Storytelling was prized at our house, and at the dinner table my two sisters and I would recount the eccentricities of our teachers, sometimes pushing off from the table to demonstrate a walk or a gesture. My mother, an especially good mimic, would join in with stories from her office, letting her glasses drop down her nose for one speaker, pushing them up for another, altering her voice as she described the daily affairs.  She was head of personnel for United Dairy Farmers, a large chain in southern Ohio, and we all thought her office must be the most exciting place in the world.  My sister Jane spent a day at work with her, but when she came home she whispered, “Nothing happens.”  
We realized it was all in the telling.

Pictures and words.  Words and pictures.  I had a wonderful English teacher in high school, Miss Catherine Morrison.  One of our assignments was to write a book report on a children’s book.  I chose Alice in Wonderland.  I was a freshman and hadn’t read Alice since 2nd grade, when my mother had given me the book for Christmas.  It had scared me to death, falling down a deep hole passing jars of marmalade, and then changing sizes.  Plus all the strange characters.  But as scary as it was,  I wanted to go back to it.  This time I found it hysterically funny.  And I wrote a story, afterward, about riding a backwards bicycle.  Miss Morrison liked it.  While she was a demon for verb conjugations and sentence diagramming (she would sometimes back off from an especially elaborate sentence diagram someone had put on the board and gasp in awe over the beauty of it) she liked creativity.   We wrote parodies, plays, commercials, an autobiography, and if we were assigned to write certains types of sentences as exercises, she encouraged us to make them amusing.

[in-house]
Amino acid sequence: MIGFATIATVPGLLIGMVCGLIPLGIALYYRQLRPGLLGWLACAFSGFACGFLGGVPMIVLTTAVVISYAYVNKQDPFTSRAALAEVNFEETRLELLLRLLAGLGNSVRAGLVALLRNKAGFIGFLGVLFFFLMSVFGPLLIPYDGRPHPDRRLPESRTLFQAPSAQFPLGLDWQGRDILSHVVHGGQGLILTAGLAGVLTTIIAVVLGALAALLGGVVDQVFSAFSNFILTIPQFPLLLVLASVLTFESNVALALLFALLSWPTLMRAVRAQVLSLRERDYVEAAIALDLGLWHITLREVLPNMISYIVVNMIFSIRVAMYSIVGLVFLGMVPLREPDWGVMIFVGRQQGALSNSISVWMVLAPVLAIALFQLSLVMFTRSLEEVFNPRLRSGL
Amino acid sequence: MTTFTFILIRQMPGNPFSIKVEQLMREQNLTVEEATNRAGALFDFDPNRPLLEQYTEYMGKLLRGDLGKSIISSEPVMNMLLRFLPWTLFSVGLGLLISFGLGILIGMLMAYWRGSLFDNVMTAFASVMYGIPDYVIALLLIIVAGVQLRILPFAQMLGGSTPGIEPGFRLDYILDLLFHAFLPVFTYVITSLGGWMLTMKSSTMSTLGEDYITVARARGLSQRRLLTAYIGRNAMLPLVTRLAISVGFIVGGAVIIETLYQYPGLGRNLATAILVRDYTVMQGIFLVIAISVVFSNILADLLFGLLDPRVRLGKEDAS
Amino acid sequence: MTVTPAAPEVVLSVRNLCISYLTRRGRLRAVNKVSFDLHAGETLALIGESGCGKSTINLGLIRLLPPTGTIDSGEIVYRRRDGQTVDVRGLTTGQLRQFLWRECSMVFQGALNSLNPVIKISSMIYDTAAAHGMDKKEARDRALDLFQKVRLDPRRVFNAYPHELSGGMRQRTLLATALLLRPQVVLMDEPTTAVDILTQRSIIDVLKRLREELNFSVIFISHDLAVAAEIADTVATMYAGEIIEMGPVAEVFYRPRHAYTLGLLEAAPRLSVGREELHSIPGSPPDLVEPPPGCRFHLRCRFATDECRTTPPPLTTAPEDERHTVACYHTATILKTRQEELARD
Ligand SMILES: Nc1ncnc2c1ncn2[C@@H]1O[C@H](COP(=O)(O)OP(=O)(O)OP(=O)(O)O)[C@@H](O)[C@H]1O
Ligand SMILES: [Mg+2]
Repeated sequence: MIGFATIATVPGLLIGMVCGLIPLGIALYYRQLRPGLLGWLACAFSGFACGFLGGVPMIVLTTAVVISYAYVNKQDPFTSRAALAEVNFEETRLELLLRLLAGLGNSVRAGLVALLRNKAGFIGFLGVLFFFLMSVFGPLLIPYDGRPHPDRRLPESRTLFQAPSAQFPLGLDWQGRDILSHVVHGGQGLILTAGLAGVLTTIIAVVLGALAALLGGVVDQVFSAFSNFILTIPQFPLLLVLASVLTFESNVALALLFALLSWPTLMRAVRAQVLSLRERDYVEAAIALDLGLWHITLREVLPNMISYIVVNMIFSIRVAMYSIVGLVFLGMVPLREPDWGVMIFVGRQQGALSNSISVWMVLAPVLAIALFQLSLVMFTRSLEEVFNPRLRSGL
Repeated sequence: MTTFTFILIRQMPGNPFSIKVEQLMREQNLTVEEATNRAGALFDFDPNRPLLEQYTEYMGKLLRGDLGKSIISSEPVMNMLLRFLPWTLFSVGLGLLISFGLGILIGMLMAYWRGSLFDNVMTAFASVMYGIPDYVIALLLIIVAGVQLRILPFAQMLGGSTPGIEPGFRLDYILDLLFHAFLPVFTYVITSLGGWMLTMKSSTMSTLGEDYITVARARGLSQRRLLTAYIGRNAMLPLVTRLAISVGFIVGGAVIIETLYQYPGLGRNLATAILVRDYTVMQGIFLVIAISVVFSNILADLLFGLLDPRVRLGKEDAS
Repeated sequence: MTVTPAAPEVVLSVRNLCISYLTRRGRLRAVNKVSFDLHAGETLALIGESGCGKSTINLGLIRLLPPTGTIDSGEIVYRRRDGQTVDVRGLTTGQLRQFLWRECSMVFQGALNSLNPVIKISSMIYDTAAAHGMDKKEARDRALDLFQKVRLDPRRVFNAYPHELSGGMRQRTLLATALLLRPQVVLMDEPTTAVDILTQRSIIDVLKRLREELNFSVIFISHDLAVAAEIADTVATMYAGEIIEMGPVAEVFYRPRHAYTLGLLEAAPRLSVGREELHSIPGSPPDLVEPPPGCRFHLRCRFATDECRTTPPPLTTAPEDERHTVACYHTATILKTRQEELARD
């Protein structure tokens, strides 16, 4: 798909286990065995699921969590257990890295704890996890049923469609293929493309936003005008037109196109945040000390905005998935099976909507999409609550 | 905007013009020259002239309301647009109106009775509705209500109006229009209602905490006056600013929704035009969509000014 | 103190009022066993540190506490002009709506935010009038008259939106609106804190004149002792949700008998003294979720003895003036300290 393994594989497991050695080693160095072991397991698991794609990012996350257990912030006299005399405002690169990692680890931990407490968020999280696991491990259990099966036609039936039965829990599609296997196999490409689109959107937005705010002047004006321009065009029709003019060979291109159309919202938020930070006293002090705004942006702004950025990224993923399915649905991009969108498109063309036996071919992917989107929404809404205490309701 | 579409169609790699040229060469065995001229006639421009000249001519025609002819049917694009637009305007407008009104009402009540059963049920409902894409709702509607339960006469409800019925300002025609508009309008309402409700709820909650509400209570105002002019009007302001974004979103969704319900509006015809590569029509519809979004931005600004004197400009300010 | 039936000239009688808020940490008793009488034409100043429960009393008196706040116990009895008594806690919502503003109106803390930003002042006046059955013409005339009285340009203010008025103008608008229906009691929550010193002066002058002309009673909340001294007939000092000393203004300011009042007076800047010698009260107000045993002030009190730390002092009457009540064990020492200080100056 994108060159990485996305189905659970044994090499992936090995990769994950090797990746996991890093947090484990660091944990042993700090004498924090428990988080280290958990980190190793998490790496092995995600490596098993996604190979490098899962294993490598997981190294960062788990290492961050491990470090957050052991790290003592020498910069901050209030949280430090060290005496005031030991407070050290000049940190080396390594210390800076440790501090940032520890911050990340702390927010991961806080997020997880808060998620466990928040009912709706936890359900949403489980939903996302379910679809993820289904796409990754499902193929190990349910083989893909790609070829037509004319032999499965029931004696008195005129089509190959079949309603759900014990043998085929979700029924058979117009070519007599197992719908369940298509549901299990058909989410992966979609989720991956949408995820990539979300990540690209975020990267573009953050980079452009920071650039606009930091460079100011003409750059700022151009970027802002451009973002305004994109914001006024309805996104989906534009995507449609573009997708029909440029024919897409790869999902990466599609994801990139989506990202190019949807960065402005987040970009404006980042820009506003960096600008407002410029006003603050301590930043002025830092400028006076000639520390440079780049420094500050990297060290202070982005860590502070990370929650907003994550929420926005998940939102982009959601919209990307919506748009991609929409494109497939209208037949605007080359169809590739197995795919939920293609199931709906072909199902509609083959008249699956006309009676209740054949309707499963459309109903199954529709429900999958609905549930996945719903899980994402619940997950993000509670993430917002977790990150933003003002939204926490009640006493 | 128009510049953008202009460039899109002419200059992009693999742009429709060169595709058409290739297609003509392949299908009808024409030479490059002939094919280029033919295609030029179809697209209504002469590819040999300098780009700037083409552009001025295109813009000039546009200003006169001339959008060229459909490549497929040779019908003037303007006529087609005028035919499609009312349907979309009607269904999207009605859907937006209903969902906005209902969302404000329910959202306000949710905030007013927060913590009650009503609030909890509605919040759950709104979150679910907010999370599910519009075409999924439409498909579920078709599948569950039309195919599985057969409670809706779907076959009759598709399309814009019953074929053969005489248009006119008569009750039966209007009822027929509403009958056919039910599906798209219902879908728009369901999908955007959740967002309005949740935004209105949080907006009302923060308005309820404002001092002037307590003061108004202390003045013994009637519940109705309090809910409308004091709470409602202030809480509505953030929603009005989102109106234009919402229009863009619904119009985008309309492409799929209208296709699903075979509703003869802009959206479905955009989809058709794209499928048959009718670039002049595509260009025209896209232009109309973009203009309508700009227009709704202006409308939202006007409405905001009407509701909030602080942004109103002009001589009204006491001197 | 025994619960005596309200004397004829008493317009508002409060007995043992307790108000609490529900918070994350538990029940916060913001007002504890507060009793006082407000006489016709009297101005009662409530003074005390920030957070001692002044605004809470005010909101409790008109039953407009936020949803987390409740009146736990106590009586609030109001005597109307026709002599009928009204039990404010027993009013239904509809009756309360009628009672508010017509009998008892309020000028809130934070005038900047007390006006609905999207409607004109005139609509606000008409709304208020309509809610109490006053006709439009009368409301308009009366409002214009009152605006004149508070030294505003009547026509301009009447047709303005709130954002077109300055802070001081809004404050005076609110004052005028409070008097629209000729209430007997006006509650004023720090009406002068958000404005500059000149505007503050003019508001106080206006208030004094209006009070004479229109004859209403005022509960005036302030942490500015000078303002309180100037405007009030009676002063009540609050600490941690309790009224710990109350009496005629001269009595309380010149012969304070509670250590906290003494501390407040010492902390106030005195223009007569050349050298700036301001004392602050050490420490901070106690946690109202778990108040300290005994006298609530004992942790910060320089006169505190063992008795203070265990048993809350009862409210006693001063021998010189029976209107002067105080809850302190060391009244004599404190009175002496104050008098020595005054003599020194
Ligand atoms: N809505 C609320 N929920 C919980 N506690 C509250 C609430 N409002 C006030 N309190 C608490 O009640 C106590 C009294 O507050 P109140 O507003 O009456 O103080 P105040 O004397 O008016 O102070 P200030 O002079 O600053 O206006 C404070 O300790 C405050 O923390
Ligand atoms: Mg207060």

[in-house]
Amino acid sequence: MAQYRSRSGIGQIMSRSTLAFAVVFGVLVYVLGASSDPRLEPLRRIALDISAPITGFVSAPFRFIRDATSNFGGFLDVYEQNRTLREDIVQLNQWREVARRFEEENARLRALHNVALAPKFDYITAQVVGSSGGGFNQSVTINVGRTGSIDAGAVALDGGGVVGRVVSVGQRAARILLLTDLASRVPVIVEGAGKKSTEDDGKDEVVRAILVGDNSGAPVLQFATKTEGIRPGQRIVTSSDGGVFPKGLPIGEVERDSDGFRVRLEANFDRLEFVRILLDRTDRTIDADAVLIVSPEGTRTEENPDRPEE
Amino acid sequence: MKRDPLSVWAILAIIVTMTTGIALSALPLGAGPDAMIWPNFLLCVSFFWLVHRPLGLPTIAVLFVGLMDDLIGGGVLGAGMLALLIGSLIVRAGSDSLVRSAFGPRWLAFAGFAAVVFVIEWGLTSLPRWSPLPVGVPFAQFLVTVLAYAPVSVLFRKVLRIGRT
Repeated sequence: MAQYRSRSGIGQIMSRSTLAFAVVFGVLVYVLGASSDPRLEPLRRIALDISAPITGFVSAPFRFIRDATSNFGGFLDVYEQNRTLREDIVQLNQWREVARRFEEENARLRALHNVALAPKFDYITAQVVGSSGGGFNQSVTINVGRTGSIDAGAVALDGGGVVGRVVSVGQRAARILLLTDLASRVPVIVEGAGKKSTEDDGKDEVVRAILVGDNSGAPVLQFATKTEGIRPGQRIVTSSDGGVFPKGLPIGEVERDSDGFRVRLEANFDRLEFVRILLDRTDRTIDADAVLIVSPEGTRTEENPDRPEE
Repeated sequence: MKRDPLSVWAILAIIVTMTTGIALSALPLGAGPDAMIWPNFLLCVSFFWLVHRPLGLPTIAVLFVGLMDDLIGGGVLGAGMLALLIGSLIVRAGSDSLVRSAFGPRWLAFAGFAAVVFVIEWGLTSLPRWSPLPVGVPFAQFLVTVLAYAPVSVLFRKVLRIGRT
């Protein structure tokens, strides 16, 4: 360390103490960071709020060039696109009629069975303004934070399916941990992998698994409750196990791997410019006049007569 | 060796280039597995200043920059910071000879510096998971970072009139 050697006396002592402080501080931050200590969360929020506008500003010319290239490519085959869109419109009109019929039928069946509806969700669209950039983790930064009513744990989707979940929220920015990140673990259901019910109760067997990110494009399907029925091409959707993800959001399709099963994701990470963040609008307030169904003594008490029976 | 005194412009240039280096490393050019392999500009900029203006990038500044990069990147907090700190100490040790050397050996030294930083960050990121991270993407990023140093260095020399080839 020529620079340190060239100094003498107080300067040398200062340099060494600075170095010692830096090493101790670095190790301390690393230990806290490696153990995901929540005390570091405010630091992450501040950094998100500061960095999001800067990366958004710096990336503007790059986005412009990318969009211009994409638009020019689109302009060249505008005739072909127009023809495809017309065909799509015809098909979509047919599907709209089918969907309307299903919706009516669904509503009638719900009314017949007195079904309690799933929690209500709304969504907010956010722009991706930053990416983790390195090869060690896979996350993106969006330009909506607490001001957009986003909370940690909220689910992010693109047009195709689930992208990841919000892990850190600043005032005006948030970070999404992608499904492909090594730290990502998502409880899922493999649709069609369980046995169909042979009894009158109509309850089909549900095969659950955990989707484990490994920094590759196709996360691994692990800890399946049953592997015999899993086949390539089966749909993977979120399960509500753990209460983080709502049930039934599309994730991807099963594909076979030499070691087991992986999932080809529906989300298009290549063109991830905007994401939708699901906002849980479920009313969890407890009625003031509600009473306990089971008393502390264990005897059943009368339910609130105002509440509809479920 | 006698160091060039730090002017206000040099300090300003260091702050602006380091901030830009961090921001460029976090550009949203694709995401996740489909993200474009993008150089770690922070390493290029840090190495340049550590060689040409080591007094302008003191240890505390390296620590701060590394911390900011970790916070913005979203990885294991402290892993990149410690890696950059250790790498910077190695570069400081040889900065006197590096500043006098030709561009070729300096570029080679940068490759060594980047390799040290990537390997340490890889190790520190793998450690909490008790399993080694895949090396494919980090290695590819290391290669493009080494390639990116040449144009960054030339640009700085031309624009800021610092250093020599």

In college I majored in art and entered the Mademoiselle guest editor contest.  I wrote and illustrated a series of ads on the Revolutionary War.  It was such fun putting the two together, words and pictures.  I received a note from one of the judges (I was a semi-finalist) on how well my words worked with my pictures—a rare talent she said, though it would be years before I would publish a picture book.

I was first a junior executive at a San Francisco department store. 
Then I designed clothes at a shop on Union Street.
       My Dad, Henry H. Hipkins, in his 20s